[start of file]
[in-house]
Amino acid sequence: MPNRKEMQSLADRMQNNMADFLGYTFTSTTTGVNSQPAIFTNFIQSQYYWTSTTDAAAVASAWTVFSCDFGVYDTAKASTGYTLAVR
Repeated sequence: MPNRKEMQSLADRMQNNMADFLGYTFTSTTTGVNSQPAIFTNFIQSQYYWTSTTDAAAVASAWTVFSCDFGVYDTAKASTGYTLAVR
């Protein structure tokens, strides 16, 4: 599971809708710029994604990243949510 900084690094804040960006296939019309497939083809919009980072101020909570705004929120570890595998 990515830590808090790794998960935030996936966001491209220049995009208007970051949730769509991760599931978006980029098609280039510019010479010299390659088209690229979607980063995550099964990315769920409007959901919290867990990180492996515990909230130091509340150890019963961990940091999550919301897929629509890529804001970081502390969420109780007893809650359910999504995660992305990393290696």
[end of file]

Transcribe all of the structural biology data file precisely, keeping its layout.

[in-house]
Amino acid sequence: MPNRKEMQSLADRMQNNMADFLGYTFTSTTTGVNSQPAIFTNFIQSQYYWTSTTDAAAVASAWTVFSCDFGVYDTAKASTGYTLAVR
Repeated sequence: MPNRKEMQSLADRMQNNMADFLGYTFTSTTTGVNSQPAIFTNFIQSQYYWTSTTDAAAVASAWTVFSCDFGVYDTAKASTGYTLAVR
């Protein structure tokens, strides 16, 4: 599971809708710029994604990243949510 900084690094804040960006296939019309497939083809919009980072101020909570705004929120570890595998 990515830590808090790794998960935030996936966001491209220049995009208007970051949730769509991760599931978006980029098609280039510019010479010299390659088209690229979607980063995550099964990315769920409007959901919290867990990180492996515990909230130091509340150890019963961990940091999550919301897929629509890529804001970081502390969420109780007893809650359910999504995660992305990393290696």